An Ontario expert familiar with parental abduction cases speaks about how children are emotionally damaged by these incidents and relates two stories of children who were found in Toronto.
Terry Smith, Program Administration for Child Find Ontario, discussed the last side effects on children who have been abducted by a parent during a phone interview. She stressed first and foremost that parental abduction is a crime.
"In almost all cases a child is not abducted for the good of the child. Those cases are extremely rare. We have systems in place for when a child is in danger from another parent. Taking the law into your own hands is never the right way to go."
Smith said that for the most part parents who may not get along still do a wonderful job of co-parenting because they put the best interest of their children above all else.
Sometimes there are issues that need to be addressed which are by use of the systems that are in place. There may be reasons that the courts limit visitations for instance that a parent wants to change. By using the court system parents can work to give their children their best.
"Parents may not always like the answers but the systems are managed by people who are without an emotional stake allowing them to work for what is in the best interest of the child. The system works. In the rare cases that it doesn't work parents need to challenge the system. Instead of abducting a child a good parent will come up with an idea to make the system work better. By and large co-parenting even without liking the former spouse is being done wonderfully every day."
It's when a parent oversteps those systems, taking off with their child that everything falls apart.
Abducting ones own child is a crime. Still the public, media and even some law authorities view parental abduction as a 'soft crime' placing the bigger fears with stranger abductions. It is not often stressed the seriousness of parental abduction. The scars left on the child in these cases are not visible so they tend to be overlooked.
"When found kids can do wonderfully when they are helped. The children need to have support though in order to thrive and realize that they are not at fault."
While most parental abductions do not end violently some do. Changing the public's perspective of parental abduction is needed in order for more of these children to be found more quickly. The longer a child is on the run the more emotional damage there is and the longer it takes for the child to become a 'real kid' again when they are found.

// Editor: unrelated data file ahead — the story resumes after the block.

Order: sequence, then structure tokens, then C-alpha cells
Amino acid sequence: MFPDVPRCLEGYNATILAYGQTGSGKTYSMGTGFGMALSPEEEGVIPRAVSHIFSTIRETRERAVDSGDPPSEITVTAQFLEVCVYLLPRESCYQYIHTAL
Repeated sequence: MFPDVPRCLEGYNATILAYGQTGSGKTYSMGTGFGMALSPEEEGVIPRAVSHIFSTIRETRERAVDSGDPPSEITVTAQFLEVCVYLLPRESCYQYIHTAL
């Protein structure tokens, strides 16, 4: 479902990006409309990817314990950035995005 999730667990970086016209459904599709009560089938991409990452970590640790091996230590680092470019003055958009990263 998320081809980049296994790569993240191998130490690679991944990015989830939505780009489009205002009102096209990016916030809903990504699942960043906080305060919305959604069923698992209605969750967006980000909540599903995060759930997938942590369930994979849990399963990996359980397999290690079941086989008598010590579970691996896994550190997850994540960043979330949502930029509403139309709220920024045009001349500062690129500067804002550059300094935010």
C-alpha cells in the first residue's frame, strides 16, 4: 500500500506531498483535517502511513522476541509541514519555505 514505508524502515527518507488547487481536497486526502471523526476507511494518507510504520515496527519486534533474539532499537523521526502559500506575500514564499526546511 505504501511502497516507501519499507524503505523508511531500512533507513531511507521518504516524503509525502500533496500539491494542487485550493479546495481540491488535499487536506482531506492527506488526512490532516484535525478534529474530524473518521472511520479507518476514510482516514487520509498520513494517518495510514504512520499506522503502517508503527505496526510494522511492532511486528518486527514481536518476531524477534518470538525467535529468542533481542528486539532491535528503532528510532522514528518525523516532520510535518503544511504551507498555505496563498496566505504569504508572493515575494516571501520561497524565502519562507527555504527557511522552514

"When one person jumps out of line is when it goes wrong. When they feel that they are above the law their kids will suffer. Parental abduction has serious side effects on the children. Trust, identity, living a lie, everything they knew of their life is gone, having to choose one parent over another-these add up on the overall toll to the child."
When a parent makes the decision to abduct their child they tend to not be considering their child's best interest but rather their own. Being pulled away from the world a child knows has lasting effects. Kids who have been found and reunited with their other parent have said that they felt alone and isolated, betrayed by their parents and most damaging of all felt that they were in some way responsible for their parents actions. The Victims of Violence website states that the child victim is often depressed, has a loss of community and stability, anger, loneliness, helplessness and a fear of abandonment. Some of the children have experienced Reactive Attachment Disorder, Separation Anxiety Disorder, Overanxious Disorder, Attention-Deficit/Hyperactivity Disorder, Conduct Disorder, Disruptive Behaviour Disorder, Oppositional Defiant Disorder, eating disorders, learning disorders, regression and elimination disorders, and Post Traumatic Stress Syndrome as a result of their time on the run.
Smith said that these children have to deal with a huge internal tug of war. While there are few cases in Canada where children taken in parental abductions have been murdered there are a few. One case that Smith related dealt with a man who was angry at his ex and took their daughter in Toronto. He had threatened to kill both himself and the child. The man threw the girl off an overpass and then jumped. The child survived, the father did not. Regardless when a parent is abducting their child they are "not running on all cylinders" Smith said.
Smith said that when children are found they can thrive. She related two stories about children who were found that live in the Greater Toronto Area.
"One little boy that has been taken when he was four spent four years on the run. He had never been to school or a doctor. Today he is thriving. His father made sure that he had the help and support he needed to go on." Smith continued, "Another girl had been found after thirteen years. When a child has been missing for such a long period of time they are really strangers to their parents and visa versa. While there were many adjustments that had to be made she is doing okay today."
There is one time that it is wise to take your child and 'run.' If you are in an abusive relationship going to a shelter is the safe thing to do. This is legal and in the best interest of both you and your child. This is not parental abduction.
"This is a safety issue. Go through the proper legal systems. If you are in danger then get help. Go to a shelter or contact the police. If you don't think the police will be of help then tell someone like your doctor, your child's teacher or a school employee about your situation. Above all learn your legal rights."